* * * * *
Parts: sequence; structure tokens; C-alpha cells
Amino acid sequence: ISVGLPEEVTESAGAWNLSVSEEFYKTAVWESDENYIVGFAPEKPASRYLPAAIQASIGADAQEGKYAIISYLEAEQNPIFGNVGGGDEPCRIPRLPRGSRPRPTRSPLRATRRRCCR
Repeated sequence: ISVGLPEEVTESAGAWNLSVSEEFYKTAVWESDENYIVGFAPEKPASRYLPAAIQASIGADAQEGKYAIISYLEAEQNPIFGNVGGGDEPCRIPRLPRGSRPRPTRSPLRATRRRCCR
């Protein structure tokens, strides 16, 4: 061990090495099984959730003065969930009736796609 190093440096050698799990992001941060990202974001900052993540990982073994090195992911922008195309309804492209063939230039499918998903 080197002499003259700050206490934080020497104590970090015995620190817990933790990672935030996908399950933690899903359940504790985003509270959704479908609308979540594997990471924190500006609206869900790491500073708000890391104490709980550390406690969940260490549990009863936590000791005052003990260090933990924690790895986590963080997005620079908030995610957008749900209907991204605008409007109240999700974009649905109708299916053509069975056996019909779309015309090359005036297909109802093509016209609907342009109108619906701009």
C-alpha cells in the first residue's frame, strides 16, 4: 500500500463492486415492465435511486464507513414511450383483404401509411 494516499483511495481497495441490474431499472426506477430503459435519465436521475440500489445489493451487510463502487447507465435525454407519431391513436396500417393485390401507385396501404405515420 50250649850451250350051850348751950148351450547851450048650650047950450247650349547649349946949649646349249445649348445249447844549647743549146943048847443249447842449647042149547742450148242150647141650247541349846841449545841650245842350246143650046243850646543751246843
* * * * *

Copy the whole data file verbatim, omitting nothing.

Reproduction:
Parts: sequence; structure tokens; C-alpha cells
Amino acid sequence: ISVGLPEEVTESAGAWNLSVSEEFYKTAVWESDENYIVGFAPEKPASRYLPAAIQASIGADAQEGKYAIISYLEAEQNPIFGNVGGGDEPCRIPRLPRGSRPRPTRSPLRATRRRCCR
Repeated sequence: ISVGLPEEVTESAGAWNLSVSEEFYKTAVWESDENYIVGFAPEKPASRYLPAAIQASIGADAQEGKYAIISYLEAEQNPIFGNVGGGDEPCRIPRLPRGSRPRPTRSPLRATRRRCCR
């Protein structure tokens, strides 16, 4: 061990090495099984959730003065969930009736796609 190093440096050698799990992001941060990202974001900052993540990982073994090195992911922008195309309804492209063939230039499918998903 080197002499003259700050206490934080020497104590970090015995620190817990933790990672935030996908399950933690899903359940504790985003509270959704479908609308979540594997990471924190500006609206869900790491500073708000890391104490709980550390406690969940260490549990009863936590000791005052003990260090933990924690790895986590963080997005620079908030995610957008749900209907991204605008409007109240999700974009649905109708299916053509069975056996019909779309015309090359005036297909109802093509016209609907342009109108619906701009």
C-alpha cells in the first residue's frame, strides 16, 4: 500500500463492486415492465435511486464507513414511450383483404401509411 494516499483511495481497495441490474431499472426506477430503459435519465436521475440500489445489493451487510463502487447507465435525454407519431391513436396500417393485390401507385396501404405515420 50250649850451250350051850348751950148351450547851450048650650047950450247650349547649349946949649646349249445649348445249447844549647743549146943048847443249447842449647042149547742450148242150647141650247541349846841449545841650245842350246143650046243850646543751246843